AHS 1984 Episode 3: “What the hell kind of camp is this?”

In typical American Horror Story fashion, multiple twists raise a multitude of questions for the rest of the season.


Starring Emma Roberts, Billie Lourd, Leslie Grossman, Cody Fern, Matthew Morrison, Gus Kenworthy, John Carroll Lynch, Angelica Ross and Zach Villa

Turns out that nobody is quite what they seem in this week’s episode. One particularly large twist is the reveal that Rita (Angelica Ross) is not in fact Nurse Rita at all, but in fact Donna Chambers, a psychologist who is studying serial killers for her doctorate. In flashback, we discover that Donna met with Richter (John Carroll Lynch) and wants to study him within his natural environment. To this end, she orchestrates his escape so that she can observe him murdering at Camp Redwood in order to explore his psyche and determine the cause of the upsurge of serial killers in modern times. Revealing her sinister side, Donna injects Brooke (Emma Roberts) in the neck with horse tranquillisers, removing her from the action for the rest of the episode.

Elsewhere, nice guy Ray (DeRon Horton) is harbouring a dark secret. It transpires that he was once a fraternity guy. At one hazing ritual, a pledge fell down the stairs and Ray tried to dispose of the body by making it look like a car accident. At the last moment, however, he discovered that the pledge was, in fact, alive. Or at least was, up until the point that they hurtled off a cliff.

The final mind-blowing reveal of this episode is that Montana (Billie Lourd) is connected to the Night Stalker (Zach Villa), first kissing him and then demanding, “Why haven’t you killed her yet?”.


  • Chet (Gus Kenworthy) and Ray fall into a trap filled with wooden spikes, resulting in Chet being impaled through the shoulder.
  • “Jingles Day” is occurring around Camp Redwood, where various unnamed men are dressed up as Mr. Jingles as part of a yearly tradition. Two of these men are despatched by Mr. Jingles himself, while the final is accidentally killed by Trevor (Matthew Morrison).
  • Ray, despite his original good guy persona, turns out to be a coward, first proposing for the company to split up so that he does not die, then abandoning Chet in the trap, then by driving off on Trevor’s motorbike when the Night Stalker appears. Fortunately, Mr. Jingles beheads him with one swift swing of an axe as he attempts to escape.


What does Donna Chambers actually want? Can we believe anything that we know about this character? Sure, we saw during flashback that she wanted to study Mr. Jingles, but can we trust that, or is this another deception? And what does she want with Brooke?

What is the Night Stalker and Montana’s connection? Obviously the Night Stalker and Montana share some history. Was the journey to Camp Redwood planned by Montana, or does she just happen to know the Night Stalker when he appears? Have they been working together this whole time?

Who does Montana want the Night Stalker to kill? The most obvious answer is Brooke, who has been attacked multiple times by Ramirez and is clearly a focus of his. However, the only reason that Brooke is even at Camp Redwood is because Ramirez failed. Does this mean that he wouldn’t even be there had she not escaped his clutches? If it is Brooke that Montana is after, what does she have against her? Maybe she is involved in some way with Brooke’s wedding. Alternatively, Montana could be talking about Rita/Donna, or Margaret. Neither of those look especially promising, but American Horror Story likes a twist.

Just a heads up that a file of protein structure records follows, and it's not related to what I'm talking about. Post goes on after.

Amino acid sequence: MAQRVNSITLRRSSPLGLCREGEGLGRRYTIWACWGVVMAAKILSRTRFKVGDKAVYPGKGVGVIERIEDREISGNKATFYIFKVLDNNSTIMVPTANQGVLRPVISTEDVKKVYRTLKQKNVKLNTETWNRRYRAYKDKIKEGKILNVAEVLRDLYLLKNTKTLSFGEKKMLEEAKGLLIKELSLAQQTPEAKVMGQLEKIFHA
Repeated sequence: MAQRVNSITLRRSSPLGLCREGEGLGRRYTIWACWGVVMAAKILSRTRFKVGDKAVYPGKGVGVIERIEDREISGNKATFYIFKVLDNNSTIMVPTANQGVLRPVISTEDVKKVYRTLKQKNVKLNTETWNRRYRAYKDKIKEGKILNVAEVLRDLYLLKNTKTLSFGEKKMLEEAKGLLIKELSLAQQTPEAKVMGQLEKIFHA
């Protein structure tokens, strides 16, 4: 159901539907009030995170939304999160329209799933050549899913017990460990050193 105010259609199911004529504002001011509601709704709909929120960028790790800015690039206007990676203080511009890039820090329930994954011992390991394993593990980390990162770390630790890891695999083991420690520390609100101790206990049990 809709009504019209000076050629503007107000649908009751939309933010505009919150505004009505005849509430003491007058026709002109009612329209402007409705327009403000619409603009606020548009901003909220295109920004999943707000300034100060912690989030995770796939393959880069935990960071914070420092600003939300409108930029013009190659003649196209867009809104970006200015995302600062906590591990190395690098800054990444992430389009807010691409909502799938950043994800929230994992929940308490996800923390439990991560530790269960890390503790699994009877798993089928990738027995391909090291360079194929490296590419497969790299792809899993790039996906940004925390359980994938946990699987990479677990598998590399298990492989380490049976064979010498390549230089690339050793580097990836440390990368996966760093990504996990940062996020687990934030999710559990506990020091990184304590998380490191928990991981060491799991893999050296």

Why doesn’t Richter remember the massacre? You would think that slaying an entire campload of teenagers would stick in the mind, but when questioned Richter displays no memory of the event, though does express an intense desire to stab Margaret (I mean, honestly, same). Could this be because of a psychological condition, something supernatural, or simply because it was not Richter who did it, but rather Margaret, as suspected last episode.

Mark’s Maundering Musings

This episode was perfectly filled with twists and turns but not in such a bizarre way as the previous episode with random apparitions of ghosts, nor the frustration of people not believing Brooke when she was obviously correct. With everybody now on the same page about a serial killer being on the loose, the stakes were much higher.

As predicted, Ray was the first out of the core cast to bite the bullet, but not before he revealed his true colours. However, with the multiple deaths of the timeless 1970s camp counsellor, there’s no ruling out a return from Ray in future episodes.

In an unexpected turn of events, final girl Brooke was pretty much nowhere to be seen.

With nearly everybody’s tragic backstories revealed, the only morally white characters so far appear to be Trevor (whose backstory we have yet to discover) and Brooke. I’m hoping that Trevor stays relatively squeaky clean, even if he did accidentally kill an innocent bystander.

Honestly, I cannot express how hooked I am by this season. American Horror Story has definitely gone down some bizarre and wacky routes in more recent years, drawing more upon the paranormal and supernatural trends in horror, leading to some downright inconceivable twists. This time, however, things seem to be far more grounded in reality and I cannot wait to see what happens next!

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